Even if the investigation of any curtilage areas on defendant's property violated the Fourth Amendment (which we do not decide), only the information gathered from the areas where appellant had a reasonable expectation of privacy is properly excludable. See United States v. Kerr, 876 F.2d 1440, 1443 (9th Cir. 1989). Evidence which was obtained from other sources is not "fruit of the poisonous tree" and its exclusion is not warranted. Segura v. United States, 468 U.S. 796, 813-15 (1984).
Redacting all observations stemming from the entry onto Steward's property, not just those arguably made from within the curtilage, several factors still support the finding of probable cause. The police received four reports of ether smells from neighbors, one report identifying the house as the source of the smells. Steward's landlady also told the police that she smelled ether on the premises. Under the totality of the circumstances, reports of the smell of ether, acetone and other chemicals associated with the manufacture of methamphetamine support the probable cause finding. United States v. Calabrese, 825 F.2d 1342, 1349 (9th Cir. 1987); United States v. Miller, 812 F.2d 1206, 1208-1209 (9th Cir. 1987); United States v. Stanert, 762 F.2d 775, 779, modified on other grounds, 769 F.2d 1410 (9th Cir. 1985).
The affidavit also contained the statements of Steward's landlady that he paid his rent in cash. Cash payments for rentals may support a finding of probable cause when considered in conjunction with other factors. United States v. Cruz, 785 F.2d 399, 405-06 (2nd Cir. 1986). Steward's criminal record involving drug charges also supported a finding of probable cause in the totality of circumstances present in this case. United States v. Stanert, 762 F.2d at 779-80.
Appellant contends that the district court erred in denying him a hearing under Franks v. Delaware, 438 U.S. 154 (1978), to determine if the affidavit supporting probable cause was based on false information or material omissions or misrepresentations. The district court's decision to deny a Franks hearing is reviewed de novo. United States v. Johns, 851 F.2d 1131, 1133 (9th Cir. 1988). The lower court's determination of whether a statement is false is a factual finding reviewed under the clearly erroneous standard. United States v. Roberts, 747 F.2d 537, 545-546 (9th Cir. 1984).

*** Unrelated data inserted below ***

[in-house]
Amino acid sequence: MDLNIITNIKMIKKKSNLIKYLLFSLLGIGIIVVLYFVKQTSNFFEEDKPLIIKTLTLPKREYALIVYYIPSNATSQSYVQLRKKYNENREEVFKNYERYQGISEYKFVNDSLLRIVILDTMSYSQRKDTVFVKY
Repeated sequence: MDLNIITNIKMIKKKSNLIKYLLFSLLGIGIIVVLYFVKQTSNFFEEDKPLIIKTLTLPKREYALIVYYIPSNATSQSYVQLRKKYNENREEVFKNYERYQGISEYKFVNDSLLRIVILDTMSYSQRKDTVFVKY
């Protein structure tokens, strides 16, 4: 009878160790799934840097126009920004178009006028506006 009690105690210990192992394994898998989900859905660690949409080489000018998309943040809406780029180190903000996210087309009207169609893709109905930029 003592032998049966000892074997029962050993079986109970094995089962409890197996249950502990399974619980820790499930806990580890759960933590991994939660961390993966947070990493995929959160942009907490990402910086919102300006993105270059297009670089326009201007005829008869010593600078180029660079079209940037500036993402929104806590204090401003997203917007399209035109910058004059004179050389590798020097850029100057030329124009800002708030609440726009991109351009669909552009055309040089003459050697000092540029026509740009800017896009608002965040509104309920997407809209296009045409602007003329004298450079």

Steward alleges that the affidavit supporting the warrant request contained several false statements. Groth stated in his affidavit that he smelled sodium thiosulphate at Steward's house, a smell he associated with other methamphetamine laboratories. Steward submitted evidence that sodium thiosulphate has no smell. Steward contends that Groth made a material omission by failing to mention in his affidavit that the officers had scaled the perimeter fence to gain access to the property. Steward contends that Groth erred in saying that all of the house's windows were covered with black plastic when only 2 or 3 sides had black plastic. Steward also submitted evidence that the mailbox was outside the fence, not inside as Groth represented. The affidavit supporting the search warrant made no mention of the location of the mailbox, so we need not analyze this as a factor relevant to a Franks hearing.